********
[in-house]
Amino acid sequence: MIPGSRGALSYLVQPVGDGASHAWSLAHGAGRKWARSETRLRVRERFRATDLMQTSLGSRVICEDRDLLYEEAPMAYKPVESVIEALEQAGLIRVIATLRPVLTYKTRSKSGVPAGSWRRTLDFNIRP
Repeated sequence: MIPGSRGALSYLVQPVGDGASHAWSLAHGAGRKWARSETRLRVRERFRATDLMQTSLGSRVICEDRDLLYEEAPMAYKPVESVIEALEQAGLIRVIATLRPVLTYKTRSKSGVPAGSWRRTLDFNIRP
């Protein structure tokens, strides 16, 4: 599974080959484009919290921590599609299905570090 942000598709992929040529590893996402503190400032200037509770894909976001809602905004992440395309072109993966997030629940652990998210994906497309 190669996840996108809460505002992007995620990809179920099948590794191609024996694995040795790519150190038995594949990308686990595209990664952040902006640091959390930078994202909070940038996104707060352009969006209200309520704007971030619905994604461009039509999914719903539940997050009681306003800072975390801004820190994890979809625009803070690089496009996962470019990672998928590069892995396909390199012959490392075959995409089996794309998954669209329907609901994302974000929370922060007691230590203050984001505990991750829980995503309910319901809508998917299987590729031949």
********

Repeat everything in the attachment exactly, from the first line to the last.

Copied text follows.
[in-house]
Amino acid sequence: MIPGSRGALSYLVQPVGDGASHAWSLAHGAGRKWARSETRLRVRERFRATDLMQTSLGSRVICEDRDLLYEEAPMAYKPVESVIEALEQAGLIRVIATLRPVLTYKTRSKSGVPAGSWRRTLDFNIRP
Repeated sequence: MIPGSRGALSYLVQPVGDGASHAWSLAHGAGRKWARSETRLRVRERFRATDLMQTSLGSRVICEDRDLLYEEAPMAYKPVESVIEALEQAGLIRVIATLRPVLTYKTRSKSGVPAGSWRRTLDFNIRP
């Protein structure tokens, strides 16, 4: 599974080959484009919290921590599609299905570090 942000598709992929040529590893996402503190400032200037509770894909976001809602905004992440395309072109993966997030629940652990998210994906497309 190669996840996108809460505002992007995620990809179920099948590794191609024996694995040795790519150190038995594949990308686990595209990664952040902006640091959390930078994202909070940038996104707060352009969006209200309520704007971030619905994604461009039509999914719903539940997050009681306003800072975390801004820190994890979809625009803070690089496009996962470019990672998928590069892995396909390199012959490392075959995409089996794309998954669209329907609901994302974000929370922060007691230590203050984001505990991750829980995503309910319901809508998917299987590729031949």